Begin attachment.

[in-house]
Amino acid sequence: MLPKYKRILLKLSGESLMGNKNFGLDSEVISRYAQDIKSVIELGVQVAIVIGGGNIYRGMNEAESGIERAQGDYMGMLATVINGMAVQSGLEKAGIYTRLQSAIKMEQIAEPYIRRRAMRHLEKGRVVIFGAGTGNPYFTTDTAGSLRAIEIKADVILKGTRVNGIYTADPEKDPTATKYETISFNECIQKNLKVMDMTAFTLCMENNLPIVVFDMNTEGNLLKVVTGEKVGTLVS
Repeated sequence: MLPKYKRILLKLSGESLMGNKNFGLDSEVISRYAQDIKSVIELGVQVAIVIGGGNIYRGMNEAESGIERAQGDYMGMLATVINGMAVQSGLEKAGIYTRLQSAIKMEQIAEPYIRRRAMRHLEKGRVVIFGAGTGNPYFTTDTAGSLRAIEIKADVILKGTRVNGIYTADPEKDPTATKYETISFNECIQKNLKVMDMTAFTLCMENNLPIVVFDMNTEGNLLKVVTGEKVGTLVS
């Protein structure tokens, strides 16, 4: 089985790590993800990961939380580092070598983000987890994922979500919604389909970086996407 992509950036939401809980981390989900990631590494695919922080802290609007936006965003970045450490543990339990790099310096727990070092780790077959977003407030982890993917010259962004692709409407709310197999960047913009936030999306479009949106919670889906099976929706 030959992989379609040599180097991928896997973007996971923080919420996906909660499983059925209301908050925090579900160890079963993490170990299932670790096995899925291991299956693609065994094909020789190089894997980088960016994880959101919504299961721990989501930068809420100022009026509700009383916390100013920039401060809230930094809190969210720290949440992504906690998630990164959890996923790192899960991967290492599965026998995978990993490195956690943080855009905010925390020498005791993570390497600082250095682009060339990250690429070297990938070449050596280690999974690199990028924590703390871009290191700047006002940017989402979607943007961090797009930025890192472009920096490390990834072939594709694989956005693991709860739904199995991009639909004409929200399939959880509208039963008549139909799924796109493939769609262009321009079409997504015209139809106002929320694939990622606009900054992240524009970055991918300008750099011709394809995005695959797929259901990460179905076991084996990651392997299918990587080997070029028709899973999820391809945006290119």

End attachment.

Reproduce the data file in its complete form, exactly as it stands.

[in-house]
Amino acid sequence: MLPKYKRILLKLSGESLMGNKNFGLDSEVISRYAQDIKSVIELGVQVAIVIGGGNIYRGMNEAESGIERAQGDYMGMLATVINGMAVQSGLEKAGIYTRLQSAIKMEQIAEPYIRRRAMRHLEKGRVVIFGAGTGNPYFTTDTAGSLRAIEIKADVILKGTRVNGIYTADPEKDPTATKYETISFNECIQKNLKVMDMTAFTLCMENNLPIVVFDMNTEGNLLKVVTGEKVGTLVS
Repeated sequence: MLPKYKRILLKLSGESLMGNKNFGLDSEVISRYAQDIKSVIELGVQVAIVIGGGNIYRGMNEAESGIERAQGDYMGMLATVINGMAVQSGLEKAGIYTRLQSAIKMEQIAEPYIRRRAMRHLEKGRVVIFGAGTGNPYFTTDTAGSLRAIEIKADVILKGTRVNGIYTADPEKDPTATKYETISFNECIQKNLKVMDMTAFTLCMENNLPIVVFDMNTEGNLLKVVTGEKVGTLVS
């Protein structure tokens, strides 16, 4: 089985790590993800990961939380580092070598983000987890994922979500919604389909970086996407 992509950036939401809980981390989900990631590494695919922080802290609007936006965003970045450490543990339990790099310096727990070092780790077959977003407030982890993917010259962004692709409407709310197999960047913009936030999306479009949106919670889906099976929706 030959992989379609040599180097991928896997973007996971923080919420996906909660499983059925209301908050925090579900160890079963993490170990299932670790096995899925291991299956693609065994094909020789190089894997980088960016994880959101919504299961721990989501930068809420100022009026509700009383916390100013920039401060809230930094809190969210720290949440992504906690998630990164959890996923790192899960991967290492599965026998995978990993490195956690943080855009905010925390020498005791993570390497600082250095682009060339990250690429070297990938070449050596280690999974690199990028924590703390871009290191700047006002940017989402979607943007961090797009930025890192472009920096490390990834072939594709694989956005693991709860739904199995991009639909004409929200399939959880509208039963008549139909799924796109493939769609262009321009079409997504015209139809106002929320694939990622606009900054992240524009970055991918300008750099011709394809995005695959797929259901990460179905076991084996990651392997299918990587080997070029028709899973999820391809945006290119």